Parkers overall rating: 4.2 out of 5 4.2

Miles per pound (mpp) Miles per pound (mpp)

Petrol engines 9.6 - 11.6 mpp
Diesel engines 11.4 - 12.4 mpp
Low figures relate to the least economical version; high to the most economical. Based on WLTP combined fuel economy for versions of this car made since September 2017 only, and typical current fuel or electricity costs.

Fuel economy

Petrol engines 44.8 - 54.3 mpg
Diesel engines 56.5 - 61.4 mpg
  • Diesels still the most frugal
  • Petrols not far behind in the real world
  • Unremarkable depreciation levels

Despite both petrol engines boasting admirable fuel economy returns, it’s the two diesels which offer the lowest running costs. Opt for the 110hp 1.6-litre and the i30 Tourer is claimed to return 74.3mpg on average, with the automatic 136hp version coming in at 65.7mpg.

Least economical is the 140hp 1.4-litre petrol at 51.4mpg, while the 120hp 1.0-litre claims 54.3mpg. Servicing costs are reasonable, with fixed-price service plans available, plus the five-year unlimited mileage warranty should take care of any unexpected repair costs. Depreciation is unremarkable and lags behind the Volkswagen Golf, increasing the total amount paid by cash customers.

No hybrid or electric models on offer, but the Hyundai i30 Tourer’s emissions levels are reasonable for a car of its size. Go for the 110hp 1.6-litre diesel if you want to produce the least CO2, the base-diesel putting out just 99g/km of CO2. This increases to 112g/km for the more powerful 136hp automatic version.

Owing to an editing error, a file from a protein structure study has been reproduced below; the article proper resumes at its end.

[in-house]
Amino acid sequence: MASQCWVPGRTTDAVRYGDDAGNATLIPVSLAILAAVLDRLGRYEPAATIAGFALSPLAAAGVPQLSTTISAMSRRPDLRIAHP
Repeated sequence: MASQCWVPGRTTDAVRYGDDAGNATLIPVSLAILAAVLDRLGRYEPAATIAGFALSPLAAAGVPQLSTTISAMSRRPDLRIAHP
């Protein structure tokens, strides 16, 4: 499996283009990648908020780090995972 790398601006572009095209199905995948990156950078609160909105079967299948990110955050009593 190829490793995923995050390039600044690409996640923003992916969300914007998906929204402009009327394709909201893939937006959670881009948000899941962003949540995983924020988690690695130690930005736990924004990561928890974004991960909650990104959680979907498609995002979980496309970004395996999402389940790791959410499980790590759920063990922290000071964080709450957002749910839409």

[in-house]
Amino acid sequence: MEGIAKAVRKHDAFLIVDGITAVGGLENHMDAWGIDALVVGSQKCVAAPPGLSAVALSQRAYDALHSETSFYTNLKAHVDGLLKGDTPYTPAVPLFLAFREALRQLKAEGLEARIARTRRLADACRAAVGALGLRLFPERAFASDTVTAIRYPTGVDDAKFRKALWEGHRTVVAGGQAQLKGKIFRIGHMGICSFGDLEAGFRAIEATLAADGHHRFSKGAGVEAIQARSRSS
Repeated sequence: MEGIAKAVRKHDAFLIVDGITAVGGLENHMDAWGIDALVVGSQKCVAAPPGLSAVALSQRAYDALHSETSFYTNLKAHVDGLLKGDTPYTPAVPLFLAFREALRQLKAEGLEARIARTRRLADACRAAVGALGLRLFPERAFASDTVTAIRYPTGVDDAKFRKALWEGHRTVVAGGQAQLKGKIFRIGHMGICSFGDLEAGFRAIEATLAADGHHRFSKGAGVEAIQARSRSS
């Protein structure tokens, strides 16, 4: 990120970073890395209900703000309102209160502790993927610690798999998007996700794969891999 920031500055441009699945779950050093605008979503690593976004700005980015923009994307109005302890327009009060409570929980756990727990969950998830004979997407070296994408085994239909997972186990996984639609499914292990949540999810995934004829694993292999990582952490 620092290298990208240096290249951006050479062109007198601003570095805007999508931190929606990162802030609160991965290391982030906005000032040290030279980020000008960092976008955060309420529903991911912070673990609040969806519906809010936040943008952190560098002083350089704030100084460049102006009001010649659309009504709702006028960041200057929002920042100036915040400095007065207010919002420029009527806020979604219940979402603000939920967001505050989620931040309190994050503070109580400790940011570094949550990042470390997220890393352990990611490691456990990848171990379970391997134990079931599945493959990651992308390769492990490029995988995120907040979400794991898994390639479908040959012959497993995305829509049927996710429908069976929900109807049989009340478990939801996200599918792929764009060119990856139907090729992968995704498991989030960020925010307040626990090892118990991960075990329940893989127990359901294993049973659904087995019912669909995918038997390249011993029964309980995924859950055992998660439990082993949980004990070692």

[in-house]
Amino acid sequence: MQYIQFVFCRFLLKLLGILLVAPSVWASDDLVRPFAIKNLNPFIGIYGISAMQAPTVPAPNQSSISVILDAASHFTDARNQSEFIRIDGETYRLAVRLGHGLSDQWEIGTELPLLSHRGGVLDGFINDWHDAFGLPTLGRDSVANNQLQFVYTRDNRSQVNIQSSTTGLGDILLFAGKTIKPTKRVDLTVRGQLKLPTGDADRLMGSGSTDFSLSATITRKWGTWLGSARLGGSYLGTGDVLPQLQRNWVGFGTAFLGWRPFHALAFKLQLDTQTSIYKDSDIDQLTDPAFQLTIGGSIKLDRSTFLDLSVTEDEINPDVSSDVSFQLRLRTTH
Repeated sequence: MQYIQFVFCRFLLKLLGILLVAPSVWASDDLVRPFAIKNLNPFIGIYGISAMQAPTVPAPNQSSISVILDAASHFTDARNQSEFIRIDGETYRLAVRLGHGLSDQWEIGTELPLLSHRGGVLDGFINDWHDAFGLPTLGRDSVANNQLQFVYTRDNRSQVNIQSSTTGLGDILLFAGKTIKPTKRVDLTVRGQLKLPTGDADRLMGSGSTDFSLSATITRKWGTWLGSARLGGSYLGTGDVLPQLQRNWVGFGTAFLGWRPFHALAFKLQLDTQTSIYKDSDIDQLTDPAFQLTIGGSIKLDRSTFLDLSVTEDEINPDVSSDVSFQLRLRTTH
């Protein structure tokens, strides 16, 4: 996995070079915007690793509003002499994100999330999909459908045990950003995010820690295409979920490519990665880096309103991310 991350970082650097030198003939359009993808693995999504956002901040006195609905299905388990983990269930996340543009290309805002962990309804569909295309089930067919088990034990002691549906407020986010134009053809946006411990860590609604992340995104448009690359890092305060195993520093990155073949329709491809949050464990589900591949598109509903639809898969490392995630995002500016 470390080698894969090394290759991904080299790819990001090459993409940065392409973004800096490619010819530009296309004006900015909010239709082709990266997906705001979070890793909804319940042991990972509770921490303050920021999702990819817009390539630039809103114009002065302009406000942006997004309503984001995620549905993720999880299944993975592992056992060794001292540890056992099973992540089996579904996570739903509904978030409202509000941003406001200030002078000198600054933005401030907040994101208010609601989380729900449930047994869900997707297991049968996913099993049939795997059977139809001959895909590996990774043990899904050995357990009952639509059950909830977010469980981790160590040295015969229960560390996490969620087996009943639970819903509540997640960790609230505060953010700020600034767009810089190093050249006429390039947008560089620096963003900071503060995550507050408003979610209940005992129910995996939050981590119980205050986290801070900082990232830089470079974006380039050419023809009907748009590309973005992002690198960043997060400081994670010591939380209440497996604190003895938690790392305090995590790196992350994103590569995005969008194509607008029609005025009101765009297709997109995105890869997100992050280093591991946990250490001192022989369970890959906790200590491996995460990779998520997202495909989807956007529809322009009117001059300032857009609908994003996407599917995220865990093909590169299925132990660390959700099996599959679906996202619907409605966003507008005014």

As for the petrols, the 120hp 1.0-litre unit emits a respectable 115g/km, while the 140hp 1.4-litre manages 129g/km in manual form, and 125g/km should you go for the automatic version.

  • Hyundai has a strong reliability record
  • Cars feel sturdy and built to last
  • No recalls for the 2017 i30 Tourer yet

Hyundai i30 Tourer reliability will in all likelihood be sound, with the South Korean company building up an enviable record for solid, well-built cars.

The previous generation car had a couple of recalls relating to the steering and handbrake, but all issues were rectified and there’s no evidence to suggest the 2017 model should have any repeat problems.

If you are unlucky enough to have a breakdown, however, Hyundai’s five-year unlimited-mileage warranty should cover most issues and offer peace of mind.

Ongoing running costs

Road tax (12 months) £150
Insurance group 8 - 16
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